0.68%   mongod         [.] __memcpy_ssse3

MongoDB 2.6.0
    14.28%   mongod  mongod               [.] mongo::ProjectionStage::transform
    10.03%   mongod  mongod               [.] MurmurHash3_x64_128
     4.45%   mongod  mongod               [.] mongo::BSONElement::size()
     3.93%   mongod         [.] __strlen_sse42
     2.83%   mongod  mongod               [.] _ZNKSt3tr110_HashtableIN5mongo10StringDataES2_SaIS2_ESt9_IdentityIS2_ESt8equal_toIS2_ENS2_6HasherENS_8__detail18_Mod_range_hashingENS9_20_Default_ranged_hashENS9_20_Prime_rehash_policyELb0ELb1ELb1EE12_M_find_nodeEPNS9_10_Hash_nodeIS2_Lb0EEERKS2_m.isra.162.constprop.255
     2.65%   mongod  mongod               [.] operator new(unsigned long)
     1.98%   mongod         [.] __memcmp_sse4_1
     1.74%   mongod  mongod               [.] mongo::StringData::Hasher::operator()
     1.62%   mongod  mongod               [.] operator delete(void*)
     1.46%   mongod  mongod               [.] mongo::KeyV1::toBson()
     1.20%   mongod  mongod               [.] mongo::BucketBasics::KeyNode::KeyNode
     1.06%   mongod         [.] __memcpy_ssse3
     0.83%   mongod  mongod               [.] tc_malloc
     0.82%   mongod  mongod               [.] mongo::ps::Rolling::access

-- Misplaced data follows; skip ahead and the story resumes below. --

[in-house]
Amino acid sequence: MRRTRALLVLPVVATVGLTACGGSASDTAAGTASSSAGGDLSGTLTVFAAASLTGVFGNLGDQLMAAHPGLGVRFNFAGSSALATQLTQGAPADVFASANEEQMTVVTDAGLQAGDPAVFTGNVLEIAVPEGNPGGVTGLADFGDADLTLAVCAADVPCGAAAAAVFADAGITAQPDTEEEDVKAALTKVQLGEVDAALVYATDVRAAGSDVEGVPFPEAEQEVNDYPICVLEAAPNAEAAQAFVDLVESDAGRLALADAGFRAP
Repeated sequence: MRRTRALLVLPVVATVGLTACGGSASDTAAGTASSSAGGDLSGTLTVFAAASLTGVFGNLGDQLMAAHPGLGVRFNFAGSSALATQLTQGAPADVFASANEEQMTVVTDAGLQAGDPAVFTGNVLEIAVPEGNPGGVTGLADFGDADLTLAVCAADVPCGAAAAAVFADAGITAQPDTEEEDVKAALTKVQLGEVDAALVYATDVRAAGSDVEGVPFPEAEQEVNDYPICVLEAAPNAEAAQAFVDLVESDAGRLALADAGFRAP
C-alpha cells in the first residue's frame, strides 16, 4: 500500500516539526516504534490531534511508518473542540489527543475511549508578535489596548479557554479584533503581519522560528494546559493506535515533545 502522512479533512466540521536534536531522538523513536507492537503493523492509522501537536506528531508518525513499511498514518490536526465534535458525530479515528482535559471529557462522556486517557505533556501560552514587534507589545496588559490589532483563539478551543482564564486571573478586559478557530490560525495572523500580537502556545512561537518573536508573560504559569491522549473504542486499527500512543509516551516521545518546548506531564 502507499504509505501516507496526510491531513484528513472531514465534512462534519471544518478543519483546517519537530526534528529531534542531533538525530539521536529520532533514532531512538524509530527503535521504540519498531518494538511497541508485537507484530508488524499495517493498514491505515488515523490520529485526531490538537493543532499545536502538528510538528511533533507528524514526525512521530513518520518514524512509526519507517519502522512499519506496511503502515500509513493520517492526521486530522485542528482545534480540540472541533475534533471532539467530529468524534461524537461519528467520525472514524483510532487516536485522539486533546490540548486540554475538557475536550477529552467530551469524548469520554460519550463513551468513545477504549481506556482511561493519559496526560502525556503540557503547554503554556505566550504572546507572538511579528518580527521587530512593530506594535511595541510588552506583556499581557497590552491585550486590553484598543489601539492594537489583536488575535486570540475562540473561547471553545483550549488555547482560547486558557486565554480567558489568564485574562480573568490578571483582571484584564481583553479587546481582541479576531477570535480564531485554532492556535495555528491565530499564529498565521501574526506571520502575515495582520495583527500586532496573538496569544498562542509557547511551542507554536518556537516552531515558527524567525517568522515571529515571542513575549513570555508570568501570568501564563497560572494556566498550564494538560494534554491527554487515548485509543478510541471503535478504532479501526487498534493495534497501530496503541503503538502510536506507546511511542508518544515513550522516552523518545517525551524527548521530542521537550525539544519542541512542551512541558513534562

0.78%   mongod   [.] pthread_mutex_lock

Overhead for 10 attributes

This lists the CPU profile from Linux perf during 5 seconds of the test. Unlike the 1000 attribute result above, here malloc/free or their equivalent are the top two sources for TokuMX and MongoDB.

TokuMX 1.4.1
     4.53%   mongod  mongod                 [.] malloc
     4.12%   mongod  mongod                 [.] free
     2.89%   mongod  [.] _ZNK4toku3omtIP13klpair_structS2_Lb0EE24find_internal_plus_arrayIR9ft_searchXa
     1.80%   mongod            [.] strlen
     1.53%   mongod  mongod                 [.] mongo::storage::KeyV1::woCompare
     1.14%   mongod      [.] pthread_mutex_lock
     1.02%   mongod            [.] memcpy
     0.99%   mongod  mongod                 [.] mongo::Projection::transform
     0.96%   mongod    [.] _ZNSs4_Rep10_M_dispose
     0.87%   mongod    [.] operator new(unsigned long)
     0.86%   mongod  mongod                 [.] mongo::Projection::init
     0.85%   mongod  [.] _Z26toku_ft_search_which_childP17__toku_descriptorPFiP9__toku_dbPK10__toku_dbt
     0.85%   mongod            [.] memcmp

MongoDB 2.4.9
     7.47%   mongod  mongod               [.] cpp_alloc
     3.94%   mongod  mongod               [.] _ZN12_GLOBAL__N_121do_free_with_callback    
     2.24%   mongod  mongod               [.] mongo::KeyV1::toBson()
     2.21%   mongod         [.] __strlen_sse42
     1.58%   mongod  mongod               [.] boost::detail::shared_count::~shared_count()